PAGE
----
Canadian Dollar Hits 7-Month High as Economy Gallops 6.5% m-o-m in June

August 29, 2020
Canadian Dollar Hits 7-Month High as Economy Gallops 6.5% m-o-m in June August 29, 2020 Lennox Hamilton

The loonie rallied against the greenback to hit a seven month high of $1.304 after the recent GDP data indicated that the country’s economy expanded by a historical high 6.5% in June, rebounding further from April’s record low level of 11.7% contraction and surpassing market anticipations for a 5.6% expansion and increasing confidence about a post Covid-19 upturn.

The Canadian dollar’s uptrend was fueled by a weak dollar. The Bank of Canada maintained its benchmark interest rate at 0.25% on mid-July and stated that it will carry on with quantitative easing program.

In the second-quarter, the country’s economy contracted at the quickest rate ever documented as business investment, consumer spending, exports and imports fell due to Covid-19.

Statistics Canada stated that the country’s GDP contracted by 11.5% in the quarter ended June. That translates to a 38.7% decline for 2020, bigger than the steepest and quickest contraction recorded in 1961.

Still, the reported 11.5% quarterly contraction was slightly better than the 12% decline forecast by Statistics Canada, but more than two times the lowest level recorded in the 2009 financial crisis, when the worst quarter posted a contraction of 4.7%.

The number reflects the huge jolt on economic activity caused by Covid-19. Interestingly, the figures also indicate that a U-turn has been taken and rebound could be sharp.

Even though Q2 was the worst quarter in the country’s history in roughly 60 years, the figures for June particularly make it the best rebound on record.

In June, the economy expanded 6.5% on m-o-m basis as provinces rebooted their operations and consumers and businesses began spending again.

However, the economy is yet to completely bounce back to pre-pandemic levels. Even after June’s robust numbers, Canada’s GDP is 9% lower than February level.

Even though retail sales have completely rebounded, top industries such as construction, manufacturing and energy sector is yet to reach the pre-pandemic output levels.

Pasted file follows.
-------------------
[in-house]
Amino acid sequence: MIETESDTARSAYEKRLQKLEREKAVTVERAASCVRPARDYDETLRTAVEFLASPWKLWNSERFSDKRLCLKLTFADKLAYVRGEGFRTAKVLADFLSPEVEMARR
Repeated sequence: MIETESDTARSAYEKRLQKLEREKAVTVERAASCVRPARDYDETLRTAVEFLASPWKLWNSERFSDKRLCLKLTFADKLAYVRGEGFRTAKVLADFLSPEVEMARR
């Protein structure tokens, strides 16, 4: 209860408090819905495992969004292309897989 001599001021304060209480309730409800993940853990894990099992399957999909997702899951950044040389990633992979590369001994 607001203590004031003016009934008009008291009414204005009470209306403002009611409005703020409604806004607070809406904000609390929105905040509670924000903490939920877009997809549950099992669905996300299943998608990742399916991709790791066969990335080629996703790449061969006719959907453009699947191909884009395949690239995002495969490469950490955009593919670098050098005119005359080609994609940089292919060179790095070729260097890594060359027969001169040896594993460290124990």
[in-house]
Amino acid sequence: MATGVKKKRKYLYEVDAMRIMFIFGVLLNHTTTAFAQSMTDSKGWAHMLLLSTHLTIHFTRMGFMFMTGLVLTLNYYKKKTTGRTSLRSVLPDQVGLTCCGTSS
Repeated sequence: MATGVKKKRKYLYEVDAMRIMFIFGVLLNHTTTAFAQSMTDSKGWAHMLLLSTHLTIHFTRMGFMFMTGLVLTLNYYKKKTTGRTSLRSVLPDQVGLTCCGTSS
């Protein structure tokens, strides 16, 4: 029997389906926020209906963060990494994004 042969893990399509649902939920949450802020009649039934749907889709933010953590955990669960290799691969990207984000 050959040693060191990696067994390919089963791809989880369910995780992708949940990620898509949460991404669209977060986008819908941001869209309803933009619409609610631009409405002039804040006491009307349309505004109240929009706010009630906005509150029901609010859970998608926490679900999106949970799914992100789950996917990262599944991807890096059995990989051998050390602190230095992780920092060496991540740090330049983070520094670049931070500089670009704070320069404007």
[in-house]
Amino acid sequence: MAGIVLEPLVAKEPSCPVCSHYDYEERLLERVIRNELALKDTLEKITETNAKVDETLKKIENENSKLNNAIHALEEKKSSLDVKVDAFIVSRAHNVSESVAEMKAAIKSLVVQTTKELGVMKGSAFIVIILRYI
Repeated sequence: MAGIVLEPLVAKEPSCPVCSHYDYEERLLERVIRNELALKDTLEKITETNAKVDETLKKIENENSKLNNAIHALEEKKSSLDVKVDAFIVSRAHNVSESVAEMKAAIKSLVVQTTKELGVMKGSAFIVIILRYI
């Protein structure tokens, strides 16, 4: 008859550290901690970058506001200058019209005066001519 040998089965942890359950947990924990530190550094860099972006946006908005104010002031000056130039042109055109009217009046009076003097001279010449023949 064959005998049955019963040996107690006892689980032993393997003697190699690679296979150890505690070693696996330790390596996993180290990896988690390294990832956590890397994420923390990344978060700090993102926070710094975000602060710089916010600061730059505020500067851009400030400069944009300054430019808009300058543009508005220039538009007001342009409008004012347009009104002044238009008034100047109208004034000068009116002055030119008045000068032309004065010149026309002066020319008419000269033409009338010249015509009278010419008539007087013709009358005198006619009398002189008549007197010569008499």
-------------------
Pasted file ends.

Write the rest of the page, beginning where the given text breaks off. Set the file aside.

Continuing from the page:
Initial data for July indicates that the economy expanded by another 3% compared to June level, making the economists believe that the rebound is continuing and will be back to pre-pandemic level.

Regarding the GDP data, Bank of Montreal economist Doug Porter opined as follows:

“Because the weakness was entirely front-loaded — the economy was essentially shut in April — there are already plenty of signs that growth will snap back with purpose in Q3.”

Brian DePratto, an economist at TD Bank was circumspectly sanguine about the outlook. DePratto said “As significant as the damage was, it was largely contained to March and April. We may be through the worst of it, but it is still a long road to normal.”

Notably, the government of Canada reported a budget deficit of C$33.58 billion in June, compared with a surplus of C$1.33 billion in the similar period last year.

Revenues fell by C$7.90 billion (28.5%), mainly mirroring the drop in tax and other revenues. In the meantime, program expenses rose by C$27.90 billion (114.40%), primarily due to an increase in transfers to businesses, individuals and other stages of government in the context of Covid-19 response initiatives.

Public debt charges declined C$0.90 billion (41.3%), mainly mirroring a decline in lower CPI (consumer price index) changes on Real Return Bonds.

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